About 10,000 feet above sea level, we reached the outskirts of the village of Malana, and I was almost sure I had traveled back in time. Not only did the landscape lack the structures you see in modern civilization, but the customs did as well. My cousin explained to me that Malana was a village that has lived in isolation for thousands of years. They speak a completely different dialect, are relatively secluded from the rest of the world and have their own rules and government. Anyone not from the village is viewed as untouchable, which is why we could not immediately enter the village. If any of us happened to touch anything in the village, we would have to pay a penalty to pay for the purification that includes a goat’s ritualistic sacrifice and payers to their special deity.
On the outskirts of Malana, we were introduced to one of the villagers who was dressed in a helmet, shoulder and chest piece, tunic, belt, arm and leg guards, and ironically, a set of shiny Nike sneakers. The Greek warrior with Nike sneakers used hand gestures to guide us to a set of mud buildings a little outside the village, where we were allowed to stay.
We woke up at dawn to the sounds of sheep and a visit from the head of the village. One of the men with him explained that he was one of only two guys in the village who could speak Hindi (India’s native language) and they would negotiate a price that would allow us to enter and tour their village; however, there were regulations involved. We could not take any pictures, and we were not allowed to touch anything or anyone or we would have to pay a fine of 1,000 rupees, which is about $17, for the sacrificial goat.
As we toured the village, the guide explained to us that as outsiders, we would have to stick to designated paths. Similar to the city tours you see in Rome and every other metropolis, the guide gave us the scripted history of Malana as we followed him. “Malana has its own social and political structure unlike anything in the area. We have our own language, our own gods, and our own customs. We follow our customs very rigorously and we don’t mix in with the other communities. That is how we have maintained our unique culture over thousands of years. We only change as much as we need to survive, but we don’t want change,” the Hindi-speaking guide explained to us. “It is believed that we are the descendants of runaway Greek soldiers from Alexander’s army who took refuge in this remote area and stayed back after Alexander left.” The guide kept talking as we followed the narrow trail through the village, which was surrounded by the houses of villagers with mountains in the backdrop. Malana was able to stay this way because the people of the village shy away from foreigners, while also remaining self-sufficient. Ironically, I happened to notice a satellite dish hanging from one of the villager’s homes while we were walking by.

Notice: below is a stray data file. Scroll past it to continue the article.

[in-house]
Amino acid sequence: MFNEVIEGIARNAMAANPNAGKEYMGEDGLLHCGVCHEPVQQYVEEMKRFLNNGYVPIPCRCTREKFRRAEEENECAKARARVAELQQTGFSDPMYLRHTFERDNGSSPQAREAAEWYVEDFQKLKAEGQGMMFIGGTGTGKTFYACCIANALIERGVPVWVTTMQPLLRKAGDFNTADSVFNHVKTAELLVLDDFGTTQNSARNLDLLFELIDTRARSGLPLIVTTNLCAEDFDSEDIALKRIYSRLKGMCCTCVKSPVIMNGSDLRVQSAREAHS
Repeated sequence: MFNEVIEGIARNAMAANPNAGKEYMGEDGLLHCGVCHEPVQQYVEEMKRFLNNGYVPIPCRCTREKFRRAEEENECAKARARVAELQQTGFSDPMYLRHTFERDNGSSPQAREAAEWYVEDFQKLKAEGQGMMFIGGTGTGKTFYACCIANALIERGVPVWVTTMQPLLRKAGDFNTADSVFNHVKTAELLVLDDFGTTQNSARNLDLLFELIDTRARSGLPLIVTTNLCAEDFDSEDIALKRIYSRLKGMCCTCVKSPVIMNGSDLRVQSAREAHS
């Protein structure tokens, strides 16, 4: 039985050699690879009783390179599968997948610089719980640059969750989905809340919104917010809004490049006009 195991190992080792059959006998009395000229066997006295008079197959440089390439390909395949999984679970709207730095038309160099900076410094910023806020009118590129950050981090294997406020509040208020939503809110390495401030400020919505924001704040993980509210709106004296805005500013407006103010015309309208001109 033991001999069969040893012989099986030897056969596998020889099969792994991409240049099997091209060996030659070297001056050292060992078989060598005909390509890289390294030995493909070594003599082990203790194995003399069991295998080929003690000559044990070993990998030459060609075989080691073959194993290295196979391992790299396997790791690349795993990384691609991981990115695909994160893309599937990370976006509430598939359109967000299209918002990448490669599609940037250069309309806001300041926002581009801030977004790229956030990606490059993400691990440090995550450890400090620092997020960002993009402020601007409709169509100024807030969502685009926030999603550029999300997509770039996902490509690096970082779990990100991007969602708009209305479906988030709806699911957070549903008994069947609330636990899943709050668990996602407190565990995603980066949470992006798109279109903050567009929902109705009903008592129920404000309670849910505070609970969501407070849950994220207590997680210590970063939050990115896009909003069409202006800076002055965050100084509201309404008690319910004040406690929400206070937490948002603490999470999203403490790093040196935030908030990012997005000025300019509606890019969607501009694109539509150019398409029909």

Our guide took us to the center of the village where all judicial matters are handled. The Greek-style government of Malana consists of an upper house and lower house, with some members who come into the position by birthright and others by election. After that, we were taken up a hill to a randomly located convenience store. The guide informed us that buying provisions from the store would help replenish the village people of the God they worshiped, and it was necessary for us as visitors to do so.
The tour ended there, where we bought some rice cakes, tea biscuits, and a local specialty: weak rice wine. Everything had random prices that made little sense. After that, we had to leave. Most see Malana as a village that has retained its culture and identity because of isolation, but perhaps times are changing for the village. The people we encountered on our trip seemed to encourage some presence of visitors to keep its commerce alive. Why else would there be a boy wearing Nikes, a Hindi-speaking tour guide, and a convenience shop directed towards visitors?